Sydney Park Playground

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Four mounds that Play multiple roles have been placed onto the flat ground plane.

Four mounds that Play multiple roles have been placed onto the flat ground plane. Image: Brett Boardman

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The sand-table area is surrounded by a fence that looks as though it has been put together from driftwood.

The sand-table area is surrounded by a fence that looks as though it has been put together from driftwood. Image: Brett Boardman

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Sydney Park Playground

 

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The Comfortably Chaotic character of this playground works within the overall context of a rolling parkland.

This former rubbish tip is finally maturing. Though winds still sweep across the rolling parkland, the form of the exaggerated hills is softening with the growth of dense planting. Close to the former brickworks on the Princes Highway, James Mather Delaney Design (JMD Design) and playground consultant Ric McConaghy have designed a comfortably chaotic regional playground. JMD Design produced the detail design and documentation for the playground as part of the Sydney Park North West Sector Masterplan for Sydney City Council, prepared by Aspect Studios.

People can have strong responses to playgrounds. Anton James of JMD Design views the typical council playgrounds with high railing fences as “pens for kids.” He described the area allotted for this one in the 44-hectare park as “forlorn and melancholy, [it] slid out to the south and had the wrong aspect and slope.” McConaghy has similarly strong views about children and play. His role in the playground design was to provide the brief for the organization of play and its risk benefit management, which is a key aspect of its design. McConaghy also developed several concepts for Sydney City Council and undertook an exhaustive community consultation process in the local area. He was especially concerned with meeting the needs of all users of all abilities and even took a busload of children to experience the site prior to construction in order to gain feedback.

“Play is not about age, it is about ability,” McConaghy explained. “There needs to be graded equipment and spaces to provide different challenges that engage the kids. There is also a tendency for carers and parents to ‘switch off’ – but kids’ favourite toys are their parents, so it’s about engaging and managing this relationship as well.” In regards to risk benefit management McConaghy commented, “People use standards as glass ceilings rather than as a backdrop for risk and decision-making opportunities.”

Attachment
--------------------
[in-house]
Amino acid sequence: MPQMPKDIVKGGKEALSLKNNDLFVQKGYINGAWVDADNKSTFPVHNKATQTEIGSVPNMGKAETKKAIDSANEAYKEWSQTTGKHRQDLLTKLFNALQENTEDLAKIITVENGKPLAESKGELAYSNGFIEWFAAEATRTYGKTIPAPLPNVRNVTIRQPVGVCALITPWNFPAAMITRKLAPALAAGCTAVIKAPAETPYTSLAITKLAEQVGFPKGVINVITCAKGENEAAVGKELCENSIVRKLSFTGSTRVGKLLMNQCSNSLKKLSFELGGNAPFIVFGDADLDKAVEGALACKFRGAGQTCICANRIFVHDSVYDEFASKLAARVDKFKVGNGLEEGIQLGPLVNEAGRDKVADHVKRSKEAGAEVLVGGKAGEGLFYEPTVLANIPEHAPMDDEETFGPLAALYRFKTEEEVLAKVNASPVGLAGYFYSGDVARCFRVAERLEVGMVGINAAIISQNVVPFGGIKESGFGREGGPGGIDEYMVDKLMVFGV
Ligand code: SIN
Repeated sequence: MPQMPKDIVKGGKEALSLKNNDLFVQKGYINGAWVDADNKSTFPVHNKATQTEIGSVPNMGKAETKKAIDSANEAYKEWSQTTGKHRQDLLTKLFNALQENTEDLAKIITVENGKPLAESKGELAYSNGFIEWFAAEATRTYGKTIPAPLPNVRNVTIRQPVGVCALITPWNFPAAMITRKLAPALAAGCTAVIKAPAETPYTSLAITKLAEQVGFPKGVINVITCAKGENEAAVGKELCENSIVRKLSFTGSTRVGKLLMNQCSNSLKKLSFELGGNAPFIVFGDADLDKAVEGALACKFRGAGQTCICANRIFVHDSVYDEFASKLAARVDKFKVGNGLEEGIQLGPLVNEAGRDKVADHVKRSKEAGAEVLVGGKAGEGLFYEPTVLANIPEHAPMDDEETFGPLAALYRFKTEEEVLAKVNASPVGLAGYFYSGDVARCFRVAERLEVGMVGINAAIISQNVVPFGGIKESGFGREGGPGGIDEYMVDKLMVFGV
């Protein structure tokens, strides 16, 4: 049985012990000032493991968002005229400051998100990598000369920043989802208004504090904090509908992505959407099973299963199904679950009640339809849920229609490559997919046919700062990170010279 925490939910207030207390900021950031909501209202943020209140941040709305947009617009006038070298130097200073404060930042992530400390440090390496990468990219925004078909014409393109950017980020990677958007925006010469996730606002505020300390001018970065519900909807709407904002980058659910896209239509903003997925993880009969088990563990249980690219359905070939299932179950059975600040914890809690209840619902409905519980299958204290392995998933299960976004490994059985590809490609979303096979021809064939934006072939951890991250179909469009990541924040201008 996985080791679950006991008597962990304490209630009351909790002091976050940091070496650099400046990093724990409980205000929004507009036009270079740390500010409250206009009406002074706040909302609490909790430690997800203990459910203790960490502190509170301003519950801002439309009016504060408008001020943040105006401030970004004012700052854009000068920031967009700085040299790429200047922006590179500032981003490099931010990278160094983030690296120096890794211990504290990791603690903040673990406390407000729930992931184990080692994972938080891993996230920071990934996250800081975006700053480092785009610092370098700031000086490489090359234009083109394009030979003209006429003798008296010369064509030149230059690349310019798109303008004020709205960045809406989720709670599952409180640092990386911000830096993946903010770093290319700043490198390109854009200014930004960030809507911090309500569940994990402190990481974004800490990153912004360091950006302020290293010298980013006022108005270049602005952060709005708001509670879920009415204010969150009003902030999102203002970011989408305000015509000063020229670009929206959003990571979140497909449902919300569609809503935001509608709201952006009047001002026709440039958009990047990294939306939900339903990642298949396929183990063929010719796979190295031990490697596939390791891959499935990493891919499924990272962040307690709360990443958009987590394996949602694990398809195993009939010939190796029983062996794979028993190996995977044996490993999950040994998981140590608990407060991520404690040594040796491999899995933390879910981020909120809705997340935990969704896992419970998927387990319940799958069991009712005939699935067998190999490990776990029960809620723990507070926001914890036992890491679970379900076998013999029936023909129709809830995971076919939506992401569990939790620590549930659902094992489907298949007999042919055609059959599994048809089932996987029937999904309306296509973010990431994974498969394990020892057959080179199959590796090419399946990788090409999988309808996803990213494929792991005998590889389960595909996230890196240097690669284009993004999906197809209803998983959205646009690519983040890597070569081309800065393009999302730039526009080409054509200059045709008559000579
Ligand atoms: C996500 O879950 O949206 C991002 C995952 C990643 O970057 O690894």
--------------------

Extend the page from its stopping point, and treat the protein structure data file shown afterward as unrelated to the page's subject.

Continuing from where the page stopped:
Working with McConaghy’s brief, James added his own layers and structure to the design, paring back aspects of it that were inconsistent with his restrained approach. His main design response to the site was to protect it from the westerly winds by inserting four mounds onto the flat ground plane. Playing multiple roles, these mounds separate the playground from the western edge and the car park, protect it from the wind, form an edge for parents to lean against, incorporate slides and other climbing elements, and form an amphitheatre for performances and the projection of movies. Of a scale that children relate to, the mounds downsize the enormity of the overall park and provide the children with a secure physical structure. The mounds edge a lawn area that is the central organizing space of the playground, from which the other play spaces feed off. By addressing the different play areas, the mound structure forms a transition into the broader park and is an ideal place for parents and carers to socialize and supervise their children.

Four mounds that Play multiple roles have been placed onto the flat ground plane. Image:  Brett Boardman

Another key design decision was for the playground to have a porous edge without the obvious playground fencing, signs or gates except around a sand-table area. Designed to allow people in wheelchairs to access sandpits, the sand-table area is surrounded by a fence that looks as though it has been put together from driftwood caught up in wire mesh. The boundary for the rest of the playground has been constructed with materials consistent with the specific areas they edge. For example, the planting areas have hooped steel garden edging and concrete sitting walls that have a tactile inlay of ice-cream artworks. JMD Design also used vegetation to create a barrier for dogs and hopes that with education and management this will be a success. Council signs have been reconsidered and placed high on posts on the perimeter of the area, though this may lead to some confusion for rangers doing their jobs.

What James and McConaghy have achieved is a landscape that works with or without standard equipment, overcoming the “kids in a pen” approach to playground design. There is a clear layering of design elements, a wonderful, eclectic mix of materials, off-the-shelf and custom-made equipment, and an overlay of bold graphic paving patterns. These colourful shapes visually simplify and unify the ground plane, giving it an overall spatial clarity. If one was to remove the equipment, what remains is a fully realized and developed physical setting with a distinct character that works within the overall context of the park. There is a lawn area, the mounds, a small creek and bridge, a planted maze (which doubles as a sensory and educational area), seats under shade trees, artworks, toilets and a cafe. It is a place where people of all ages and abilities can be a part of the park.


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